The Phillies have signed Aaron Cook to a minor league deal, reports Jon Paul Morosi. If he makes the bigs he’ll make $1.625 million.
Not a bad gamble at that price. Though I’m skeptical that he’ll be particularly useful. He has become a near-historically bad pitcher in terms of strikeout rate. Which he somehow, quite amusingly actually, got away with for a little while last season with the Red Sox.
But only for a little while. By the time the year was over he had an ERA of 5.65, and striking out fewer than two batters per nine innings had an awful lot to do with that. He hasn’t had an ERA below 5.00 since 2009.
But he’s an arm, can induce some ground balls when he’s on and there’s no harm having him around if the commitment, like this one, is small.
Bryce Harper has, in recent years, declined participation in the Home Run Derby, with his last go at it coming in 2013, losing to Yoenis Cespedes in the final round. With the All-Star Game taking place at Nationals Park in Washington, however, he has changed his mind, saying today that he will compete if he is selected for the All-Star team.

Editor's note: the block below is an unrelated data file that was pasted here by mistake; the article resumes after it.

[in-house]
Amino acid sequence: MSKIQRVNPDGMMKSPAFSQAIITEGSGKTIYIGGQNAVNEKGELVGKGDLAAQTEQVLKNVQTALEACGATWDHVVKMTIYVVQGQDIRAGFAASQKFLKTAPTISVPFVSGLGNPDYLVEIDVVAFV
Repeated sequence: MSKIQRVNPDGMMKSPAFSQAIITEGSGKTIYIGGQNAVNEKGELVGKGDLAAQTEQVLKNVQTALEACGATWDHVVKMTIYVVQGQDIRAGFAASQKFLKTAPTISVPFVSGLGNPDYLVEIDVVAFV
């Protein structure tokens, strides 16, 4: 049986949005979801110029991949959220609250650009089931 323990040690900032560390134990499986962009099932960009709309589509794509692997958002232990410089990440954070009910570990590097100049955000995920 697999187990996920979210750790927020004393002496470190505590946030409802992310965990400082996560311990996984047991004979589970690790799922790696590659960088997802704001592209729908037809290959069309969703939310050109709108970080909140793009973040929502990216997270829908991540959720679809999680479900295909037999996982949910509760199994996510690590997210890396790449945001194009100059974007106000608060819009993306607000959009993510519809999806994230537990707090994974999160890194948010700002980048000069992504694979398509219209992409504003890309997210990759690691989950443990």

Harper is currently second in voting among National League outfielders, so he stands a pretty good chance of making it. Even if he falls off in the voting, you have to assume that the powers that be will nudge NL manager A.J. Hinch to select Harper as a reserve, partially because of his actual power — he does have 19 homers so far this year — but mostly for his star power.
Simply put, you know dang well that both Major League Baseball and the Nationals want a home town guy with big time star power in the Derby, even if he’s not having as good a year as he’s capable of. As such, figure to see Harper hitting long balls in D.C. on July 16.